Blake guides the reader through the subsequent developments of the law in its various forms around the world – including national legislation, constitutions, statutory laws, treaties, and administrative regulations. She explains that it is not possible to state one single approach to the protection of cultural heritage under international law and that the challenge in this field “is to try to satisfy as many of the legitimate interests in heritage as possible while, at the same time, operating within a system primarily established by and for sovereign and equal states.”

Blake explains the interplay between this “relatively youthful area of international law”, human rights law, environmental law and intellectual property and provides the reader in the opening chapter with all the essential tools needed to gain an overview of cultural heritage law.

In Chapter Two, Blake introduces the relevant international treaties concerning illicit excavation, theft and trafficking, addressing the scale of the problem worldwide and the nature of the illicit trade in antiquities. The different forms of control of the movement of antiquities employed by States to prevent illegal removal are explored including export/import controls, inventory systems, museum self-regulation, international and local policing. Focusing on the continuing trade in antiquities, Blake explains that while the market has accepted the principle that it should not deal in artefacts known to be illicit, “dealers and auction houses remain prepared to deal in items whose provenance is not known or even dubious.” The author notes “that international litigation for restitution and return of antiquities is not in itself a practical answer in the majority of cases and will only ever be appropriate to a few, high-profile cases.” Blake urges States to consider ways in which a balance can be found between the competing interests.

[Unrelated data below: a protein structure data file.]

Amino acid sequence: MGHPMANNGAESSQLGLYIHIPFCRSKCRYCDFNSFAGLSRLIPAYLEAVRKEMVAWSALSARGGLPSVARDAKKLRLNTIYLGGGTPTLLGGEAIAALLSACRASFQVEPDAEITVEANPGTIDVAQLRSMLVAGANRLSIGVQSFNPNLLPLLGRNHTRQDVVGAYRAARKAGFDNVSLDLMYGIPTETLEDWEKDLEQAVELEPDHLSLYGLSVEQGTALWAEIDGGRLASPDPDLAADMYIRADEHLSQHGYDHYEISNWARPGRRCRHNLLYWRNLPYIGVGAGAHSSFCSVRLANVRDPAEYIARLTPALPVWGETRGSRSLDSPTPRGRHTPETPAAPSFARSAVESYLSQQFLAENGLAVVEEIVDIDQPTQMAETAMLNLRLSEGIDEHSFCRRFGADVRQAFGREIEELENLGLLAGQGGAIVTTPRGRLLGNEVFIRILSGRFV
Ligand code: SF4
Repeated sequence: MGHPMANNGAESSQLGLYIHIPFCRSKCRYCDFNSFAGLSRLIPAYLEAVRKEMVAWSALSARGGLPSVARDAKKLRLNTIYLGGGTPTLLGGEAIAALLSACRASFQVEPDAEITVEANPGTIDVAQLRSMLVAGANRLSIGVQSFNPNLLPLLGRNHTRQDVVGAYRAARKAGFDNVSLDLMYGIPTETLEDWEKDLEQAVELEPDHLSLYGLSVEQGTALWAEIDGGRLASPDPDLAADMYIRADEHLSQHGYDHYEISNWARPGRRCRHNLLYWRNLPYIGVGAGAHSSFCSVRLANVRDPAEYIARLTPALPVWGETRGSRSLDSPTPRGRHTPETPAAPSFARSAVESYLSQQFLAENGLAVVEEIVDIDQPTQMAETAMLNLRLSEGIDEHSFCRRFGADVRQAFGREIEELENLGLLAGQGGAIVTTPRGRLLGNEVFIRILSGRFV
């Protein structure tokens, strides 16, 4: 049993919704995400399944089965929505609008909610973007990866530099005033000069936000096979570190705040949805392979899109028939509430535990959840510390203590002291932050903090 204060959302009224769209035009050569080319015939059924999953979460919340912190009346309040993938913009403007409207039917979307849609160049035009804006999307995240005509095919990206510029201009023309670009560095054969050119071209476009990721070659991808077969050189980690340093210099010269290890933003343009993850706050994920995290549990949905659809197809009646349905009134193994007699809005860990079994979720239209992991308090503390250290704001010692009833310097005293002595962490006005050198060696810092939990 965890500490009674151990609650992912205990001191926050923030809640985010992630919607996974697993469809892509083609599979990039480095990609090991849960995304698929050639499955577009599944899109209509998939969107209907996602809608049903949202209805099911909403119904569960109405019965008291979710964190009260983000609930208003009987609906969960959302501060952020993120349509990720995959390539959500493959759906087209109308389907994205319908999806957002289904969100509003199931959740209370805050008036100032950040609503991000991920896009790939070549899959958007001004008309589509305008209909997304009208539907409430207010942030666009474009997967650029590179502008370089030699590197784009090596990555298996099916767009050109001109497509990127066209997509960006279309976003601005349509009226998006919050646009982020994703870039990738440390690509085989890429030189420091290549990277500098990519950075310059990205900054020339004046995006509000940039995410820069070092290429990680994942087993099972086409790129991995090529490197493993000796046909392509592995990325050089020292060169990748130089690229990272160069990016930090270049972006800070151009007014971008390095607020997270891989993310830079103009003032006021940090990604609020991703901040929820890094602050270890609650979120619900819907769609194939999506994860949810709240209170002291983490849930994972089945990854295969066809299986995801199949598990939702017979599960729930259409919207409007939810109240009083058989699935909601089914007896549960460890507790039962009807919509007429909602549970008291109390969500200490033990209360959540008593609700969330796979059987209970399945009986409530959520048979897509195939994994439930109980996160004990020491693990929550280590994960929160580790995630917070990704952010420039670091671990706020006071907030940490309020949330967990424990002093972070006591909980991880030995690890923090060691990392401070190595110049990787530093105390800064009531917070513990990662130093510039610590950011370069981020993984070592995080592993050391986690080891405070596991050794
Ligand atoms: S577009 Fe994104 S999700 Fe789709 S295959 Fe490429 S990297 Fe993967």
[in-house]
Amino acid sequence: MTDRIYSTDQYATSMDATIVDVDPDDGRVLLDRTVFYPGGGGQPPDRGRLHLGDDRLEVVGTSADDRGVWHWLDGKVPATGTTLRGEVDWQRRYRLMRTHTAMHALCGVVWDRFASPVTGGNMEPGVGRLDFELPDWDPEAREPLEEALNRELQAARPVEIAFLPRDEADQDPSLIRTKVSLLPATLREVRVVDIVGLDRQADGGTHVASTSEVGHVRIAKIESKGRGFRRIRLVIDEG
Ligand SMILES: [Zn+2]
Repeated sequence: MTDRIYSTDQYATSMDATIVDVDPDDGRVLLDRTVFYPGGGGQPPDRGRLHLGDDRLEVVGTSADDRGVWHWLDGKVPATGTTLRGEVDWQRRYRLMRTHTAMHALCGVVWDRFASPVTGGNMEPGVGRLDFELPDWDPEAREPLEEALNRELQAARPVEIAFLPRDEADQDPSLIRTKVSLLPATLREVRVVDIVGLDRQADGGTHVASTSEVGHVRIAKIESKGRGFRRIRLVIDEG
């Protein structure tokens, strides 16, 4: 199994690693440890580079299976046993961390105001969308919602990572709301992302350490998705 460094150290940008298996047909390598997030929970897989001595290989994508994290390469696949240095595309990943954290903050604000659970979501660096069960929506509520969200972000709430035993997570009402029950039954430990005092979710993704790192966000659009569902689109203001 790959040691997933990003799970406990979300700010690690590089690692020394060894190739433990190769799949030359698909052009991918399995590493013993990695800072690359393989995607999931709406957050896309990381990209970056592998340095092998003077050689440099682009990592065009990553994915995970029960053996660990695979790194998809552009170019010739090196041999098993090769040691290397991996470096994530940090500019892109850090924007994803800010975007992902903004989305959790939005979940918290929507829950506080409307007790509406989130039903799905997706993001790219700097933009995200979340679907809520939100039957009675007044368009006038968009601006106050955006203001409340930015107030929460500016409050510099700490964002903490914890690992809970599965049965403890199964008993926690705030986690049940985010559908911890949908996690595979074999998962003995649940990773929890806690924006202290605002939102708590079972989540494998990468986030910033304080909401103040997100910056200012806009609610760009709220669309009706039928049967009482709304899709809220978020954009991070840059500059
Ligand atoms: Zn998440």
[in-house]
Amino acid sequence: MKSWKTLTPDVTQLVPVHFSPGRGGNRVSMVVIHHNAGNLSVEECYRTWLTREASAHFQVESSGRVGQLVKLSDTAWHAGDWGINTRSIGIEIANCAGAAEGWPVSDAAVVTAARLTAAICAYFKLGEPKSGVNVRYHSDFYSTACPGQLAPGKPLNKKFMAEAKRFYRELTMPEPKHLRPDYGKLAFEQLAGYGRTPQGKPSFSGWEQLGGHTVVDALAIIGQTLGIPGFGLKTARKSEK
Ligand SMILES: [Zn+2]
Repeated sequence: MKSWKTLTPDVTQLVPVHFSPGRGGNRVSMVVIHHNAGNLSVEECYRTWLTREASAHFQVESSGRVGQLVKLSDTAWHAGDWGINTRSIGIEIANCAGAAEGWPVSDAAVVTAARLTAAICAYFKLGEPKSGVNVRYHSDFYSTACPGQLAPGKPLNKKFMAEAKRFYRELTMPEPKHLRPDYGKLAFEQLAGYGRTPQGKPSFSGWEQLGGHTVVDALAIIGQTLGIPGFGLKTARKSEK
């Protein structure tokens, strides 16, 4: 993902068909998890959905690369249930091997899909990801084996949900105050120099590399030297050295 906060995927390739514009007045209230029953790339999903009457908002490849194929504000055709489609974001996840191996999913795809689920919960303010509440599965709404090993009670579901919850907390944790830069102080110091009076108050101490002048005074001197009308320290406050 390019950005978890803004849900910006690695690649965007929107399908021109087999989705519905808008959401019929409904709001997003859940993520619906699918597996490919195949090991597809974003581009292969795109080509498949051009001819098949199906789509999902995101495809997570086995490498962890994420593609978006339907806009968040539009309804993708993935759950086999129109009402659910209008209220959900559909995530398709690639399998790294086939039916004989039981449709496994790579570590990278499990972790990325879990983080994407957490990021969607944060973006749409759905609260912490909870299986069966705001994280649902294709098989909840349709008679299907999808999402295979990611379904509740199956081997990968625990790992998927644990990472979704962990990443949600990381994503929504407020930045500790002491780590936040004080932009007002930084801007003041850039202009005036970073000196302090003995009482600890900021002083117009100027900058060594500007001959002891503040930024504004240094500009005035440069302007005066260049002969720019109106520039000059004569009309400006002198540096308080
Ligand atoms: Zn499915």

The subject of underwater cultural heritage is explored in Chapter Three. The physical facts of sites and artefacts being located underwater makes their discovery, recording and excavation a challenging task requiring diving skills with archaeological methodology and expertise. Blake explains that the “legal environment of the sea adds its own special complexities” alongside traditional rules of salvage and the division of the sea into various jurisdictional zones “plus the existence of both international customary rules and treaty law regarding the rights and duties of States within these various zones.” Blake concludes the chapter with a discussion of the 2001 Convention on Underwater Cultural Heritage which “has faced a long history in its making and has experienced much resistance.”